Starring Ice Cube. Rated PG. Now playing.
As an actor for hire, Ice Cube lends his memorable scowl to pictures that need a black man to look angry. As a producer under his Cube Vision aegis, Cube develops broad comedies veined with positive messages, and makes them franchises, because he also likes money.
If the Ride Along series is his action spoof, Barbershop is his sitcom: virtually all of the action takes place on a single set, a vintage haircutting joint in South Side, Chicago, populated by a variety of continuously riffing cutups like Cedric the Entertainer’s contrarian Eddie and J.B. Smoove as the frenetically hustling One-Stop. It’s also Cube’s most political franchise. There’s stuff going on under the jokes. While the first Barbershop dealt with family legacy and the second with gentrification, the third is about sex and crime.
To make ends meet, Calvin (Cube) has diversified the shop with female staff and customers, leading to jokes about gender and an illicit flirtation between coworkers Rashad and Draya (Common and Nicki Minaj). Meanwhile, Calvin and Rashad find their friendship and parenting skills coming under scrutiny, due to the trouble that their teenage sons are getting into at their school. The toughness, loyalty, and cash of the gang lifestyle is calling to the boys, and their dads feel helpless to prevent it.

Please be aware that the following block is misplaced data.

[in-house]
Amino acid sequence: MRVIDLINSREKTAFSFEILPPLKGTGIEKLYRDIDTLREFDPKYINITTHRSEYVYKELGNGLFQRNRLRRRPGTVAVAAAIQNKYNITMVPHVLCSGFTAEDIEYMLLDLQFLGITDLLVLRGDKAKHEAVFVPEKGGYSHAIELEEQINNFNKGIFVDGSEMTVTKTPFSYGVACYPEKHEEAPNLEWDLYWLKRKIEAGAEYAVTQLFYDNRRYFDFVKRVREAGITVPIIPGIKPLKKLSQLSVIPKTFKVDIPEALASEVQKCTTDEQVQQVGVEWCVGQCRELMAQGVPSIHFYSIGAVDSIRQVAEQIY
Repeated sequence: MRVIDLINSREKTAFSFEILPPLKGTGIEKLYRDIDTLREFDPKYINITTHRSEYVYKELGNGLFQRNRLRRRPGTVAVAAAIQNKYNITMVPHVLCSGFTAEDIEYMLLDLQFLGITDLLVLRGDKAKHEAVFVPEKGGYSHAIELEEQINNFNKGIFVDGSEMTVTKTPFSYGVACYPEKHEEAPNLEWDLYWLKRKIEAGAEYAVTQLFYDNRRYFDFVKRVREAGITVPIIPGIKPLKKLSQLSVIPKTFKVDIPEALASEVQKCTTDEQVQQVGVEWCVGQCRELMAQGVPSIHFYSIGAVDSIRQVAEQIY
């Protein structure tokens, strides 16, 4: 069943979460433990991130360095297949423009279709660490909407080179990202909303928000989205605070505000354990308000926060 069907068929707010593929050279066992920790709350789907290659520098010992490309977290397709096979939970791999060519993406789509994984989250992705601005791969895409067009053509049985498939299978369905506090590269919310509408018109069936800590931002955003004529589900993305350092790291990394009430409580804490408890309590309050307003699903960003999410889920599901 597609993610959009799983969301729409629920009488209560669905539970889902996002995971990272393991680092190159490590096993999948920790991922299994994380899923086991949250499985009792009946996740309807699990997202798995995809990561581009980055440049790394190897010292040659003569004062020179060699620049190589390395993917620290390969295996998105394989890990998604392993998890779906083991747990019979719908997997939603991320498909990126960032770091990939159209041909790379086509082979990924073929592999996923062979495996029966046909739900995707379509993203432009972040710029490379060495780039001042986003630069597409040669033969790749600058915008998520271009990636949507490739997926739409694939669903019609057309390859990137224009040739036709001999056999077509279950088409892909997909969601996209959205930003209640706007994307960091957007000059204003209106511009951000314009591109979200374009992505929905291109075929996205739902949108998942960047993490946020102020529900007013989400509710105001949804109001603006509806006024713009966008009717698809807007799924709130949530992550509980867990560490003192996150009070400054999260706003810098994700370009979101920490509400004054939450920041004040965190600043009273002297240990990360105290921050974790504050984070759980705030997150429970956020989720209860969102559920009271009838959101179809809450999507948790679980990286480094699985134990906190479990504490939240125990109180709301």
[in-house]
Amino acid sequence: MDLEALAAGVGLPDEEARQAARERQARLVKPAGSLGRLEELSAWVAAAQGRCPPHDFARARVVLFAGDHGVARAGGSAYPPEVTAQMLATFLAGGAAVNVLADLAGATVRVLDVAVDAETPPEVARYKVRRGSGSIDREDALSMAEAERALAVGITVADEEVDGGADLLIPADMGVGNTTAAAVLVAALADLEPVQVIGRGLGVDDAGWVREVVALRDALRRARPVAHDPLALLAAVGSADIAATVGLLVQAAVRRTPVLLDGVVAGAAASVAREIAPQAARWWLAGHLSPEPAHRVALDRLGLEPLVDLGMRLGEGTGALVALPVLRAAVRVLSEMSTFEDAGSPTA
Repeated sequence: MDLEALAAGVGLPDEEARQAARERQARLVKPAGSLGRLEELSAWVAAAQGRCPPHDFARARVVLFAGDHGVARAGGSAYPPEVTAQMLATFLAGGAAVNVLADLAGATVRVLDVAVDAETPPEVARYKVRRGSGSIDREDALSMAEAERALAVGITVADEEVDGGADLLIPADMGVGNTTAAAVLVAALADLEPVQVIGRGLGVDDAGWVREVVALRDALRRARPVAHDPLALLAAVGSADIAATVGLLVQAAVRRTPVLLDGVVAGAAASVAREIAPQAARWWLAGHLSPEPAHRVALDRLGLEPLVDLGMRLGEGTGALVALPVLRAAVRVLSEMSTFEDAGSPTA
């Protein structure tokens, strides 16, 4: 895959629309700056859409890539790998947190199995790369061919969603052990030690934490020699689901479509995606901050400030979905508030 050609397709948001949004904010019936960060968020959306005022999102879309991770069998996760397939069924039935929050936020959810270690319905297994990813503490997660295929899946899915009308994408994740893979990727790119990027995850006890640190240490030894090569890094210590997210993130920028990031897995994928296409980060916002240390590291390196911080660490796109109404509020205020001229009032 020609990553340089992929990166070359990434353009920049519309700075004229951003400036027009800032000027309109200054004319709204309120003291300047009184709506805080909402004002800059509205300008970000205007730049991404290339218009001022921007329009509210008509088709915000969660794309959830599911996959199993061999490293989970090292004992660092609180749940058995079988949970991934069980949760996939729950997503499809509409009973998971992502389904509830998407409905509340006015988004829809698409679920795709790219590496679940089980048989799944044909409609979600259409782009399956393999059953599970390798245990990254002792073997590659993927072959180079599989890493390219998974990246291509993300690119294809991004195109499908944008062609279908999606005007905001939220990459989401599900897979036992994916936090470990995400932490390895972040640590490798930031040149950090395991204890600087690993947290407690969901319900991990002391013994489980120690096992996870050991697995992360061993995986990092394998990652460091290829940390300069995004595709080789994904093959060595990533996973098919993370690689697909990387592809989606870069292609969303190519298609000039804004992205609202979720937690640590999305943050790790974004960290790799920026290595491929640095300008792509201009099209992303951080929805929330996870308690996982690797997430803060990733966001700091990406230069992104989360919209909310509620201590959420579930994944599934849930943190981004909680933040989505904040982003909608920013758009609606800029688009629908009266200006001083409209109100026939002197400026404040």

Is this a preachy movie? In some ways, yes. The Next Cut also feels stagey, talky, and, under the direction of Malcolm D. Lee, sentimental, and none of those things is usually a compliment. But it also feels alive and true. Despite its grim plot hooks, the jokes mostly land. And as with Richard Linklater’s new movie, it’s super pleasant and comforting to be plunged into a group of people who don’t necessarily (or usually) agree, but who have each other’s backs. They’re friends.